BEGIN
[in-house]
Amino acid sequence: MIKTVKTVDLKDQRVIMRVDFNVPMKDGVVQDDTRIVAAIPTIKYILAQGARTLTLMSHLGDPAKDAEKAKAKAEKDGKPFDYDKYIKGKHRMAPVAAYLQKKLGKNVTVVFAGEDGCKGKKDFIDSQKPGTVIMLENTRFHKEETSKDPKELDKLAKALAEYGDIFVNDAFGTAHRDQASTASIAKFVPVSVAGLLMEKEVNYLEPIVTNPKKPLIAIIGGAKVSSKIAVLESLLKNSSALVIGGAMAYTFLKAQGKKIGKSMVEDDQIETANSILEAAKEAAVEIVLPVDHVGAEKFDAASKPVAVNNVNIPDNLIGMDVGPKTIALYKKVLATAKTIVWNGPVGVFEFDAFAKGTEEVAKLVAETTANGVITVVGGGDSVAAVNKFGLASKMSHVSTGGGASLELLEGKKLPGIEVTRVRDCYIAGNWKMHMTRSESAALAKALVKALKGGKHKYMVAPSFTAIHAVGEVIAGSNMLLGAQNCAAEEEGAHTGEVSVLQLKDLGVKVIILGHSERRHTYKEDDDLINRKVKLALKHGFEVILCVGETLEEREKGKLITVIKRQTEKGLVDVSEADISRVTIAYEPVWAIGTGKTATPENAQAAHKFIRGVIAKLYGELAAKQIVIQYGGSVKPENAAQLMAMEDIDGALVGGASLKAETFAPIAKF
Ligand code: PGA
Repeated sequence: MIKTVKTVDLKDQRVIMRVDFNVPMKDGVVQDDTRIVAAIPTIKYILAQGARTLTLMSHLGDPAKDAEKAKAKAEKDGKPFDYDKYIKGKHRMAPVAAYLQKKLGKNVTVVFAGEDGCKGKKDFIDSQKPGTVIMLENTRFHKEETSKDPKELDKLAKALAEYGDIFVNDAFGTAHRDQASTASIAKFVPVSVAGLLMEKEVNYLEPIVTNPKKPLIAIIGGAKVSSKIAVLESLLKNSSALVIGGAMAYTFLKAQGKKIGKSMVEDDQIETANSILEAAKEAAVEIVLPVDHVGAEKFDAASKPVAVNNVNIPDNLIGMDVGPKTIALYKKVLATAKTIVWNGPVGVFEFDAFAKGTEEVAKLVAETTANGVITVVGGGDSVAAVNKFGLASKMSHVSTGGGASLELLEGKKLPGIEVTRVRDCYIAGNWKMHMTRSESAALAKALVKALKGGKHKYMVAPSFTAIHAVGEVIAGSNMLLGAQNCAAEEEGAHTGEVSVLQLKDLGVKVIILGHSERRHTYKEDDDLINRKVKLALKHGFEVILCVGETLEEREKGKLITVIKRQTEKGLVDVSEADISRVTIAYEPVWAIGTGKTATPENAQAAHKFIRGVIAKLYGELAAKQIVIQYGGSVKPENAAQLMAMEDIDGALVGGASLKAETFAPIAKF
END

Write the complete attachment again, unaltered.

[in-house]
Amino acid sequence: MIKTVKTVDLKDQRVIMRVDFNVPMKDGVVQDDTRIVAAIPTIKYILAQGARTLTLMSHLGDPAKDAEKAKAKAEKDGKPFDYDKYIKGKHRMAPVAAYLQKKLGKNVTVVFAGEDGCKGKKDFIDSQKPGTVIMLENTRFHKEETSKDPKELDKLAKALAEYGDIFVNDAFGTAHRDQASTASIAKFVPVSVAGLLMEKEVNYLEPIVTNPKKPLIAIIGGAKVSSKIAVLESLLKNSSALVIGGAMAYTFLKAQGKKIGKSMVEDDQIETANSILEAAKEAAVEIVLPVDHVGAEKFDAASKPVAVNNVNIPDNLIGMDVGPKTIALYKKVLATAKTIVWNGPVGVFEFDAFAKGTEEVAKLVAETTANGVITVVGGGDSVAAVNKFGLASKMSHVSTGGGASLELLEGKKLPGIEVTRVRDCYIAGNWKMHMTRSESAALAKALVKALKGGKHKYMVAPSFTAIHAVGEVIAGSNMLLGAQNCAAEEEGAHTGEVSVLQLKDLGVKVIILGHSERRHTYKEDDDLINRKVKLALKHGFEVILCVGETLEEREKGKLITVIKRQTEKGLVDVSEADISRVTIAYEPVWAIGTGKTATPENAQAAHKFIRGVIAKLYGELAAKQIVIQYGGSVKPENAAQLMAMEDIDGALVGGASLKAETFAPIAKF
Ligand code: PGA
Repeated sequence: MIKTVKTVDLKDQRVIMRVDFNVPMKDGVVQDDTRIVAAIPTIKYILAQGARTLTLMSHLGDPAKDAEKAKAKAEKDGKPFDYDKYIKGKHRMAPVAAYLQKKLGKNVTVVFAGEDGCKGKKDFIDSQKPGTVIMLENTRFHKEETSKDPKELDKLAKALAEYGDIFVNDAFGTAHRDQASTASIAKFVPVSVAGLLMEKEVNYLEPIVTNPKKPLIAIIGGAKVSSKIAVLESLLKNSSALVIGGAMAYTFLKAQGKKIGKSMVEDDQIETANSILEAAKEAAVEIVLPVDHVGAEKFDAASKPVAVNNVNIPDNLIGMDVGPKTIALYKKVLATAKTIVWNGPVGVFEFDAFAKGTEEVAKLVAETTANGVITVVGGGDSVAAVNKFGLASKMSHVSTGGGASLELLEGKKLPGIEVTRVRDCYIAGNWKMHMTRSESAALAKALVKALKGGKHKYMVAPSFTAIHAVGEVIAGSNMLLGAQNCAAEEEGAHTGEVSVLQLKDLGVKVIILGHSERRHTYKEDDDLINRKVKLALKHGFEVILCVGETLEEREKGKLITVIKRQTEKGLVDVSEADISRVTIAYEPVWAIGTGKTATPENAQAAHKFIRGVIAKLYGELAAKQIVIQYGGSVKPENAAQLMAMEDIDGALVGGASLKAETFAPIAKF